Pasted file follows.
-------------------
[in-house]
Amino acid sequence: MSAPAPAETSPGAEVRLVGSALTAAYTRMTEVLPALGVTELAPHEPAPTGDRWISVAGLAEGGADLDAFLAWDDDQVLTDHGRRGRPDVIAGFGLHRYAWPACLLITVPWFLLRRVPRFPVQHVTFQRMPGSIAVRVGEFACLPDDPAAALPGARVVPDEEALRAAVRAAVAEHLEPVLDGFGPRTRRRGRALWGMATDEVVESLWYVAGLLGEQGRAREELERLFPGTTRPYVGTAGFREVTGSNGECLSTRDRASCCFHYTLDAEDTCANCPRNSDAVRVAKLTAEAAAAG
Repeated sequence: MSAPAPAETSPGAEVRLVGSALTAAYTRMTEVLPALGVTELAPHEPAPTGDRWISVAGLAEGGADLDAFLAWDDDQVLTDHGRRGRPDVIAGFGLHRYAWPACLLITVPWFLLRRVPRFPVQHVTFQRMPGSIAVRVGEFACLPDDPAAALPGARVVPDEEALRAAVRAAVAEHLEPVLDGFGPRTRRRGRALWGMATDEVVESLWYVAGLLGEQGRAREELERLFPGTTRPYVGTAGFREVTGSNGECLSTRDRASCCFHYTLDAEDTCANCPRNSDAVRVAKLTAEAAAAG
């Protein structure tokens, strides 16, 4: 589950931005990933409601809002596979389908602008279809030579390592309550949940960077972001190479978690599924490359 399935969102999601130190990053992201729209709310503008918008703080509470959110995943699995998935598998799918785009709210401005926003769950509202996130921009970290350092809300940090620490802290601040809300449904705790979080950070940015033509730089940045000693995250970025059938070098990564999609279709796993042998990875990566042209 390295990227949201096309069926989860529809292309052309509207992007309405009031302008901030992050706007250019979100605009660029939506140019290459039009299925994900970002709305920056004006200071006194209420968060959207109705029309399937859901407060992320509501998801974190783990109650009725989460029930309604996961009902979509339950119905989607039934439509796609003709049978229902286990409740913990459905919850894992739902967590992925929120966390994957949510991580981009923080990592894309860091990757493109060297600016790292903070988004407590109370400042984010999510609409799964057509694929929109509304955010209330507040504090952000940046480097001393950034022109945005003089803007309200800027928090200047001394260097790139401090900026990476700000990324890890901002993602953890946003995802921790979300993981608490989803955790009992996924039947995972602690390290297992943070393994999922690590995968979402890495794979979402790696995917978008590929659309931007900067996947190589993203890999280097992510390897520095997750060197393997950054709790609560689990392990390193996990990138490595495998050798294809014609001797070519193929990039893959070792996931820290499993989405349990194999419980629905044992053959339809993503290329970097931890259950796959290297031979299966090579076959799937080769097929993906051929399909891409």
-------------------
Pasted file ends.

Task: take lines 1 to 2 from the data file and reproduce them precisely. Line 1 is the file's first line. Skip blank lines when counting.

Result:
[in-house]
Amino acid sequence: MSAPAPAETSPGAEVRLVGSALTAAYTRMTEVLPALGVTELAPHEPAPTGDRWISVAGLAEGGADLDAFLAWDDDQVLTDHGRRGRPDVIAGFGLHRYAWPACLLITVPWFLLRRVPRFPVQHVTFQRMPGSIAVRVGEFACLPDDPAAALPGARVVPDEEALRAAVRAAVAEHLEPVLDGFGPRTRRRGRALWGMATDEVVESLWYVAGLLGEQGRAREELERLFPGTTRPYVGTAGFREVTGSNGECLSTRDRASCCFHYTLDAEDTCANCPRNSDAVRVAKLTAEAAAAG